Brighter than the sun: Yooyun Yang’s Afterglow in between at Primary Practice
Sep 21, 2023
Light and shadow cannot exist without the other. Such is the tenuous line that artist Yooyun Yang treads with her paintings, reflecting the existential anxieties of an overly connected yet increasingly fractured world. Yang’s exhibition at Seoul’s Primary Practice, titled Afterglow in between (Aug 11 - Sep 23, 2023), highlights the limits of radical dichotomies and disembodied existence. The inception of this exhibition actually began about two years ago, but Primary Practice’s curator Kim Sung woo was already a fan after his first encounter with Yang’s work at Amado Art Space in 2017, where Kim held the position of a curator from 2015 to 2019. While the stars and schedules did not align at first, timing finally fell into place this year for an exhibition.
“I first saw Yooyun Yang’s work at Amado Art Space in Seoul. Beyond the medium of painting itself, I found the ideas and concepts of Yang’s works to be very compelling. Her self-described age of anxiety or anxiety of age can be seen as a heavy topic, but it is extremely prevalent in contemporary times. Her works contain many personal references that also feel deeply universal.”
- Kim Sung woo, curator of Primary Practice
Her work captures the dual universality and personal specificity inherent in great works of art, all with an existential touch. Much could also be said about the treatment of light in her paintings. Light becomes the main character, fraught in an eternal dance with darkness and shadow – never meeting, yet brushing paths in an uneasy coexistence. Light dances upon the subjects’ faces, by which these spectral shadows are formed. It is this associative process of presence and absence that forms the subtle and atmospheric vignettes that comprise Yang’s work.
Yang created seven of the eight paintings that adorn the walls of the exhibition space this year in close proximity to the opening of the show. The only painting created outside of this period is Heat Wave (2022), the centerpoint of the exhibition. This work appears to be seemingly torn asunder into a composite of two: the first depicting eyes and nose, the second an open mouth that remains forever locked in silence. The two separate Jangji (Korean paper) segments occupy a right-side wall upon entering the space, aligned in opposite directions. The severed expression reflects the viewer, caught in a deer-in-headlights staring contest that inevitably ends with the viewer moving to the next painting with discomfort. There is no peaceful resolution to be found in Yang’s work.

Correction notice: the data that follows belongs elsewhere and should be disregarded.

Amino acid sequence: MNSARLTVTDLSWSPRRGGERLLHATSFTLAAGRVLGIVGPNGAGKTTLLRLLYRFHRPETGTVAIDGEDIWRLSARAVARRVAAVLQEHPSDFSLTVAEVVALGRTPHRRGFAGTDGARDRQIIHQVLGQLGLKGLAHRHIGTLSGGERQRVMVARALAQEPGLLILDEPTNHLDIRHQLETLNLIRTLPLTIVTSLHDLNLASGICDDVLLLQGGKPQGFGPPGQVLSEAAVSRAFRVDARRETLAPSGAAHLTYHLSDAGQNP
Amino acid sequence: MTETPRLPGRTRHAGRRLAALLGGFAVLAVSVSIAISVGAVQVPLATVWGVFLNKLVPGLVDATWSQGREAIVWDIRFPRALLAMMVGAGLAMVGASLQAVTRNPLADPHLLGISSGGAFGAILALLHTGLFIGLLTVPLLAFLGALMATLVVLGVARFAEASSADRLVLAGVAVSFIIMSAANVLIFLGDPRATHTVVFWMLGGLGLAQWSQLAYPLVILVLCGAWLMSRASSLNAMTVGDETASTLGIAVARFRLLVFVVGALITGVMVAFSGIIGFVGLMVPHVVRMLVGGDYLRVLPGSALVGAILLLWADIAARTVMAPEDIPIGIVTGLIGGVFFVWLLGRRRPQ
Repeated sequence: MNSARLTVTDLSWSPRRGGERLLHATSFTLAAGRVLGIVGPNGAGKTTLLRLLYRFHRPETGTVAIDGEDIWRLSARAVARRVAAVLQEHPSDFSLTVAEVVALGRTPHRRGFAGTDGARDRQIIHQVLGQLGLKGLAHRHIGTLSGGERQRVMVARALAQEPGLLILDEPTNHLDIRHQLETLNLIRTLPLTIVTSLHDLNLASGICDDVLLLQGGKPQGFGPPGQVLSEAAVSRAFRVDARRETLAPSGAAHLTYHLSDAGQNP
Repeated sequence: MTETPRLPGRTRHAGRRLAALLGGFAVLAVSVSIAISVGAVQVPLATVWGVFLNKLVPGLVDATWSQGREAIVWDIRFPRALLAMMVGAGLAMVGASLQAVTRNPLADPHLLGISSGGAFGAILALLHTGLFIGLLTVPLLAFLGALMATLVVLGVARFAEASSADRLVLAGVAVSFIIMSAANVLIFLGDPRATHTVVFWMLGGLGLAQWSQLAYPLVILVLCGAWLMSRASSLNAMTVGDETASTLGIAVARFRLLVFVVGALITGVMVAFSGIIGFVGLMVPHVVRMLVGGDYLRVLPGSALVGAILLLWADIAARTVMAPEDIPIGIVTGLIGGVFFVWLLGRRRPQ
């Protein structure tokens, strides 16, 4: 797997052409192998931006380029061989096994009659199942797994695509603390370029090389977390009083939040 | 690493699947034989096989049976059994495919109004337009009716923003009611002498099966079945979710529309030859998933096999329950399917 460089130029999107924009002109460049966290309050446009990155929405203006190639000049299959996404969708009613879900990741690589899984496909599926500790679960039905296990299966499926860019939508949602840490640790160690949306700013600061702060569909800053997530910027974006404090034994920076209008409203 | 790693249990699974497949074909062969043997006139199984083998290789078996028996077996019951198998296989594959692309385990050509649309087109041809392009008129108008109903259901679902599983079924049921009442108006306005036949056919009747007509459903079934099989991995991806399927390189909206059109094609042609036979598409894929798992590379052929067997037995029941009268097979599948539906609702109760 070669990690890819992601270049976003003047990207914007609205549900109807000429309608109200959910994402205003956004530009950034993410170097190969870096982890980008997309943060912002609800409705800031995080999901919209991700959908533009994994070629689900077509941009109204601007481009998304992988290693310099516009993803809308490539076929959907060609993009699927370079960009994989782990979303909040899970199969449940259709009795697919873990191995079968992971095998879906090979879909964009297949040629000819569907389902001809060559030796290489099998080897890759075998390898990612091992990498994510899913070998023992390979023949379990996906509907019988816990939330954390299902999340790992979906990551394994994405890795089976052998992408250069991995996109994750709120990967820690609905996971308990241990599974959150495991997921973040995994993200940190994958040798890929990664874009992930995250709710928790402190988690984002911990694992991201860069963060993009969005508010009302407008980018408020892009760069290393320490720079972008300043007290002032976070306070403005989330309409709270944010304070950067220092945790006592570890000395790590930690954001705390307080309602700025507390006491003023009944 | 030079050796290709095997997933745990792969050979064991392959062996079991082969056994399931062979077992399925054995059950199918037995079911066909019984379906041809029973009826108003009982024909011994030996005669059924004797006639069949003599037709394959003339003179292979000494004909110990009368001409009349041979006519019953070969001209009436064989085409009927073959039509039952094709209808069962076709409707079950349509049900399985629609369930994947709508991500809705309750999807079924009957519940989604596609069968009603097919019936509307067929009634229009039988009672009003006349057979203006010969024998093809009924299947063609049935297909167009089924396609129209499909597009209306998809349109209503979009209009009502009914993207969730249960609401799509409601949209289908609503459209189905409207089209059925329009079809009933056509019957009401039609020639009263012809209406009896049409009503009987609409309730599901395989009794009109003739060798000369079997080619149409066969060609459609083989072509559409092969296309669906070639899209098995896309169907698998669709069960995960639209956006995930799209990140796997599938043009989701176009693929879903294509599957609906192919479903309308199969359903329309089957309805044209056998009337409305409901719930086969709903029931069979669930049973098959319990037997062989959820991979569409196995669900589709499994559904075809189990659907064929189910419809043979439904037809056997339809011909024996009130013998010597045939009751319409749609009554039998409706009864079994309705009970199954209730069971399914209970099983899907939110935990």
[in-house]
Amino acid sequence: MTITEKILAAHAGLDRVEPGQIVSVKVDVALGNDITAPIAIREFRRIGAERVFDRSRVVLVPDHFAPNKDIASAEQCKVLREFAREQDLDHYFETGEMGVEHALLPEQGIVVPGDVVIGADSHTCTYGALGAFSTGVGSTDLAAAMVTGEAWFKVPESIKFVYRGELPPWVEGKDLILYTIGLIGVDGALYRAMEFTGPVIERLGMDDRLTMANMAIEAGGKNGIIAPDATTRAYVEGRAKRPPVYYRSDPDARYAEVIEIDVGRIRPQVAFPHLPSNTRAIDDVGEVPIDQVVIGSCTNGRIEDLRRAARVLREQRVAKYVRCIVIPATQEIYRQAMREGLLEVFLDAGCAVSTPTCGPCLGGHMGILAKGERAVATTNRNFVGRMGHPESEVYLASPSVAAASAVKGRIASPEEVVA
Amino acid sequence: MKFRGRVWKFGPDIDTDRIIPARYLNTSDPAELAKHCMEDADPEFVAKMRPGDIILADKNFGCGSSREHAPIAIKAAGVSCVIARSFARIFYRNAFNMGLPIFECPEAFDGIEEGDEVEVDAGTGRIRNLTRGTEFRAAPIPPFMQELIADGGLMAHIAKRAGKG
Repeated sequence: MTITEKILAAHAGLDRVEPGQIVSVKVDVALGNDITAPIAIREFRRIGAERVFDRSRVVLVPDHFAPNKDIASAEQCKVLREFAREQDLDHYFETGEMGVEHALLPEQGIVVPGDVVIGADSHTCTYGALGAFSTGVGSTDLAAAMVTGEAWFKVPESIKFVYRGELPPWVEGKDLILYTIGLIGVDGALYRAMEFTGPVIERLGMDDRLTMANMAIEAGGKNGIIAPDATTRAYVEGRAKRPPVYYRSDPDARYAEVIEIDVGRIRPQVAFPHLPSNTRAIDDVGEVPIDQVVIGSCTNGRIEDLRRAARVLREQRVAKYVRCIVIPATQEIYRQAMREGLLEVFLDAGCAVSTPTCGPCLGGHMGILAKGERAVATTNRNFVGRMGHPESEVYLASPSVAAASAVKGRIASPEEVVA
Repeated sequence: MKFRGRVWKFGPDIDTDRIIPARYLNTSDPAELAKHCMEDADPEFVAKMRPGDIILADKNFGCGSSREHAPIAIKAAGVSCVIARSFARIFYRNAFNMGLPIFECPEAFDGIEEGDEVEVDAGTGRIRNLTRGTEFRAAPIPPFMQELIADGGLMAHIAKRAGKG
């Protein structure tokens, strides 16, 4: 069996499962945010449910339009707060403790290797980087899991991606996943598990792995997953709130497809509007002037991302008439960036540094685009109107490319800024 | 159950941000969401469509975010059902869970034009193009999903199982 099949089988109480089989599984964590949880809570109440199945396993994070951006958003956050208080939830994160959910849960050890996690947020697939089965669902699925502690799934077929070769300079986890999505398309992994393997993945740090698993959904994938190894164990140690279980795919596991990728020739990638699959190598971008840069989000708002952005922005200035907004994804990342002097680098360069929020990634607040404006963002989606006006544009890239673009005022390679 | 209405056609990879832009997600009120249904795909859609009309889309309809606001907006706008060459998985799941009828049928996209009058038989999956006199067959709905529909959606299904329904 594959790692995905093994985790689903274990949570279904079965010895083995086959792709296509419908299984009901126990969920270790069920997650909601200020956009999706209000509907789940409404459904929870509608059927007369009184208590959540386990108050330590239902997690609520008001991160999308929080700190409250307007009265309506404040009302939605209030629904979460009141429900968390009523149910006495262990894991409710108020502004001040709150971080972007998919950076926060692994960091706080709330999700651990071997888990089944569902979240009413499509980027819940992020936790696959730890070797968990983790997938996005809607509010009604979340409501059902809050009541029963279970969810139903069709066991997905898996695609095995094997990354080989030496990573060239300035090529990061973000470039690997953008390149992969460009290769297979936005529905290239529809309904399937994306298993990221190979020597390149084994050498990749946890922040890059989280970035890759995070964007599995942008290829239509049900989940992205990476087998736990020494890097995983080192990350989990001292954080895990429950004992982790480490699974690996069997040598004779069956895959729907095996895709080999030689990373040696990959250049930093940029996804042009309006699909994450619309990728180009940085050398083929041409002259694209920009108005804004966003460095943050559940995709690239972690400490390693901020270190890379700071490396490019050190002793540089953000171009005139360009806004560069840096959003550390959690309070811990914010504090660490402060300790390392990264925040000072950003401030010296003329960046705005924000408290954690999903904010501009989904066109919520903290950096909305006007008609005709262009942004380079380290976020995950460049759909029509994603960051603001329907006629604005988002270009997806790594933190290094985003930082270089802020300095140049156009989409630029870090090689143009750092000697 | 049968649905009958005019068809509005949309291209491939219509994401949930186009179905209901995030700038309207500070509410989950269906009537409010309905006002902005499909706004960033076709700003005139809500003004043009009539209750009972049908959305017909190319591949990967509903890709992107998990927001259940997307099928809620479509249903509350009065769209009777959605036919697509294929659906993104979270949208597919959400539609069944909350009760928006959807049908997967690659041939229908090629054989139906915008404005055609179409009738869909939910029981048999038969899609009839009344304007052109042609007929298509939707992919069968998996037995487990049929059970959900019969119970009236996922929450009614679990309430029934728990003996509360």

“I’ve always been drawn to dark and uncomfortable things, as opposed to bright and joyful. Ever since I was young, dread and anxiety were ever present, and so I naturally came to express these sentiments through my work. I want my work to stay with the viewer like an unsettling thought, something to turn over and over in the mind for a long time.”
- Yooyun Yang
The artist begins her painting process by first taking photographs, mainly of her familiars, which she then translates into acrylic paintings on traditional jangji. Photography itself is the art of capturing light and shadow, and so it is only fitting that Yang relies on this initial medium for inspiration. Yang routinely sifts through her robust camera roll in search of a canvas, saying that even photos from a decade ago can be suddenly imbued with a new light. Through this transformation from digital to analog does Yang’s artistic vision come to fruition.
As opposed to lifelike resemblances, Yang eschews the defining characteristics of her subjects so that their identities are rendered unrecognizable and irrelevant. Their faces are caught in a hazy mixture of terror and wonder, tenderness and rage, as they gaze at something just out of the frame. This creates a sense of an intimate, secret world that these figures inhabit, which viewers can only glimpse vicariously through enraptured eyes.